So let’s explore the differences in the stories a bit, just to see where Disney strayed away (though not to their detriment, I must say).

In the original story of Rapunzel, the girl is not a princess at all.  She is the daughter of commoners.  Unlike the story of Tangled, the parents are trapped into giving up their daughter to a nasty old enchantress through their own greed.  The enchantress makes Rapunzel grow out her hair to make the tower inaccessible to all but herself, the only one for whom Rapunzel will let down her long rope of hair.  What Rapunzel does with all of her time is a matter left up to the reader.  We just don’t know.

Eventually, a prince is guided to the tower by Rapunzel’s lovely singing voice (because all fair maidens in these stories come with lovely singing voices. Drat them.).  He climbs the rope of hair and they fall madly in love.  They keep their affair a secret for some time, but eventually Rapunzel makes the stupid mistake of telling Mother Gothel about her relationship with the prince.  Enraged, the old witch cuts off the long hair and sends Rapunzel away into the wilderness where she has twin babies and lives miserable and alone for some time (Yes, there were babies.  Go read it and see for yourself.)

When the prince returns, he calls out for Rapunzel’s hair, but it is Mother Gothel who lets down the rope.  The prince climbs it, but is greeted by someone a little older and a lot less pretty than his true love.  He is thrown from the tower and cuts his eyes on some thorns, going blind in the process. Surprisingly after all that, story has a relatively cheerful ending.  He ends up finding Rapunzel by way of her singing once again and her tears heal his eyes.  They live happily ever after.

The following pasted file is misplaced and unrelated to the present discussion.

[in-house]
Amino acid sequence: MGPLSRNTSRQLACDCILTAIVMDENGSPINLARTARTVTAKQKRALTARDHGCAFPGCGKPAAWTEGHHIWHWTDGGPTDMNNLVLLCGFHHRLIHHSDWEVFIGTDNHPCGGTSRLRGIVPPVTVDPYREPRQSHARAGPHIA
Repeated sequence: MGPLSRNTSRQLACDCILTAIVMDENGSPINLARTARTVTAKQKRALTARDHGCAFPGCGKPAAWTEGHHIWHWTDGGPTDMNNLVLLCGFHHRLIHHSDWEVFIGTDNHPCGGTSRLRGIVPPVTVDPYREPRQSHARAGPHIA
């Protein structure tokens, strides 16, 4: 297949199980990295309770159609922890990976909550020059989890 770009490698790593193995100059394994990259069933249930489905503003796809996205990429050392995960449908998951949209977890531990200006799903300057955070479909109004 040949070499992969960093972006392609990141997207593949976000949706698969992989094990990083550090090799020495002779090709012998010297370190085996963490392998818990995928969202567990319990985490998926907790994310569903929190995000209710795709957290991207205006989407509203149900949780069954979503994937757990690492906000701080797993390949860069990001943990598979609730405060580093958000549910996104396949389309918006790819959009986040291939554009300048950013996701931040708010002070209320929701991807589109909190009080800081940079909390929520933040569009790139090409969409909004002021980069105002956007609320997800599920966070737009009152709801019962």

Tangled takes this Grimm fairy tale and gives it more of a story.  In the movie, Rapunzel is the princess and her true love is the commoner, a lovable rogue named Flynn Rider (whose voice is played by Zachary Levi, known for his endearing performance in the show Chuck).  The movie preserves the name of the villainous “step-mother” figure: Mother Gothel, who is a fantastic villain, toying with Rapunzel’s natural affection for her and manipulating her with guilt and fear.  The movie also keeps the original idea of the tower and the memorable long, golden hair by means of which Mother Gothel ascends the tower.  What the movie does, however, is gives the hair not only a reason for being so long and golden, but a very real purpose throughout the story.  The story-writers for Tangled were admirably creative in this regard.

The Grimm brothers would probably not be thrilled with the dancing ruffians in the Snuggly Duckling Inn or the magical scene of the floating lanterns.  They might enjoy a few of the more tense and sad moments in the movie, but overall, Tangled is far too happy a tale for a Grimm to approve of.

Those who have seen it may have noticed one or two other similarities between the movie and the story, and those who have not seen it will hopefully be tantalized into viewing it soon in order to further compare the two.  Suffice to say that while Disney has made free with a traditional story, they have actually done a superb job.  The story is both magical and beautiful, funny and sweet, sad and joyous.  It fulfilled every hope that I had for it and renewed some of my lost faith in Disney.

Maximus and Pascal: Easily my favorite animal characters in a Disney movie